US Marines Rescue Kittens in Afghanistan

In Afghanistan, in the midst of war, many animals are lost and separated from their family. Many are found later by troops from the US, UK and Canada. Soldiers rescue these animals and get help from rescue groups that help them send these animals out of the country and to a forever loving home that they deserve.

Three US marine soldiers, Brian Chambers, Chris Berry and Aaron Shaw, started a mission to help bring home the kittens they have befriended while serving in Afghanistan . With generous donations from cat lovers and help from Noward Dogs animal rescue, Kiki and Keykey, two lovely ginger kitties, have successfully made it home in the US. Unfortunately 2 other cats, Simba and Ra-Ko, lost the battle against their illnesses a few weeks ago.

Kiki and his sister Bones were found by Brian Chambers, a US marine. “At only 3 weeks old, their mother had disappeared and they were left alone to live rough and fend for themselves like the other cats in this area. We looked after them both and they lived in a box in the office, after a week they were allowed to roam around during the day and sleep with us in the hooch at night.”

Unfortunately Bones vanished a week after along with Kiki, but Kiki eventually returned.

Kiki was injured badly on Monday 8th of March. Brian found him in horrible condition. “He was too frightened to approach me, I ran to find some wipes to clean him and I then realised how bad this wounds really were…”

A vet came the next day and put Kiki on a course of antibiotics. Today Kiki has fully recovered.

“Kiki is a very playful adventurous cat, he loves to explore and is very curious, he enjoys sitting on my shoulder, chewing on my hand and running up my legs. He hasn’t been put off by what has happened to him.”

Keykey was found by another US marine named Chris Berry.

“I found Keykey tangled up in c-wire one day in the beginning of the deployment, I took him in and fixed his wounds. He was also extremely malnourished so I constantly kept an eye on him and fed him until he got back to good health and he has been by my side ever since.”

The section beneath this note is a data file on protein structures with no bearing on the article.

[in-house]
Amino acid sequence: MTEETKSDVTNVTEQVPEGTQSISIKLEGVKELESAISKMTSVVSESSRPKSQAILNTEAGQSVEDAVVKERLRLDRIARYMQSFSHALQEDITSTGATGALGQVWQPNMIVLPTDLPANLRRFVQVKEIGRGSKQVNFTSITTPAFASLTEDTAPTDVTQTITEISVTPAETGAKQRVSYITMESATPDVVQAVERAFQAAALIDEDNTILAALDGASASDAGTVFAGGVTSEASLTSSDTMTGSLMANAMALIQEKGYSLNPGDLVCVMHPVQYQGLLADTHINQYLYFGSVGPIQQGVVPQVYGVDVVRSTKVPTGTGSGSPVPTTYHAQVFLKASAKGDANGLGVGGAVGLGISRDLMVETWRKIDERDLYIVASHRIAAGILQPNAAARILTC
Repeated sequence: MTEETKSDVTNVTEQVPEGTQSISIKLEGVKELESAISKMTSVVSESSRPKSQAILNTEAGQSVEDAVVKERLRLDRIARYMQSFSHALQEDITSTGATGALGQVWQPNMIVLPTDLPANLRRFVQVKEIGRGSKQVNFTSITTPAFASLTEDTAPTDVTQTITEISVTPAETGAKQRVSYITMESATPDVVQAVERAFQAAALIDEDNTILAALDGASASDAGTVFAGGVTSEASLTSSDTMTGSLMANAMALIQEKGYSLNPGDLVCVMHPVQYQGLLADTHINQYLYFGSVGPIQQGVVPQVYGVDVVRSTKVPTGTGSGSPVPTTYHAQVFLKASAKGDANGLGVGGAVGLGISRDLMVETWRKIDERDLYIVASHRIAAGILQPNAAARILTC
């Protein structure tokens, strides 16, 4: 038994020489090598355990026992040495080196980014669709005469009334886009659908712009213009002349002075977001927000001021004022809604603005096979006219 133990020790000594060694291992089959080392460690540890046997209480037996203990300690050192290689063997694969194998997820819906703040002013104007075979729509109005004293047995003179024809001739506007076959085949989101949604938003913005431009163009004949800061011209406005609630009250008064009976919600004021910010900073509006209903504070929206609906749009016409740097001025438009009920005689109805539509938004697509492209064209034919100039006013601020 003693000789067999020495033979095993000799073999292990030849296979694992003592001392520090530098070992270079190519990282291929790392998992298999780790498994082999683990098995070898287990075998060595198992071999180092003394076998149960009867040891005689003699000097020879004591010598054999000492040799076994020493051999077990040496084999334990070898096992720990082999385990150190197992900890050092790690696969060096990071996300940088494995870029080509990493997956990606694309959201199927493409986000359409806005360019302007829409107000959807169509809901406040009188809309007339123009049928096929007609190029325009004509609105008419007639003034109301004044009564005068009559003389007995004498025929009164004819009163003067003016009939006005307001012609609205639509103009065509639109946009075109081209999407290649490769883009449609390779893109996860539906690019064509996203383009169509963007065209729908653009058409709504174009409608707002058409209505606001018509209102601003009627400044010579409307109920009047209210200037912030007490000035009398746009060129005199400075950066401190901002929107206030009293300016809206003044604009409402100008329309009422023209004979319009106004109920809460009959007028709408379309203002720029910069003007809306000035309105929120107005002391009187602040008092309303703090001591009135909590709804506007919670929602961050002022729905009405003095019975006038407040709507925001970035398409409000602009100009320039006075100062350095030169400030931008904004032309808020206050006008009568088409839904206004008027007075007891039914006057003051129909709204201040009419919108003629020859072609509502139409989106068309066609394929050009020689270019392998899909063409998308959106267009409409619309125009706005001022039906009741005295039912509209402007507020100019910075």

Both Keykey and Kiki have arrived in the US. Kiki is currently living with Brian’s parents in Houston, Texas until he leaves the Marines and moves home. Keykey is living with Chris’ parents in Detroit, Michigan and enjoying his new family.

For soldiers who are on duty overseas, often time the only chance they get to cuddle is when they meet these stray animals. These soldiers are lonely and longing for love from their family and friends. The kitties are abandoned, lost and have nowhere to call home. When they find each other, they become best friends.

LA SPCA Helps Gulf Coast Pets

The Gulf oil spill has been the biggest man-made environmental disaster in years. We have all been sickened by stories and photos of pelicans, turtles, and other sea life blackened by the crude oil in the gulf coast. Larry West, About.com expert on environment, believes that the environmental damage will be long-lasting. He says, “In addition to the thousands of fish, reptiles, birds and marine mammals that will die as a direct result of the oil spill, the long-term damage to marine species in the Gulf is what really has scientists and environmentalists worried.”

The oil spill disaster has also exacerbated the economic crisis, for those people who work in the fishing industry in the gulf coast. As with most economic downturns, pets often are the first to suffer, and more and more families impacted by the BP/Deepwater Horizon Oil Spill are relinquishing their cats and dogs to shelters. The Louisiana SPCA, in partnership with the ASPCA, Best Friends, and several other charitable groups is stepping in to provide veterinary care for pet owners economically impacted by the oil spill. Learn more about this humane program from the Louisiana SPCA announcement.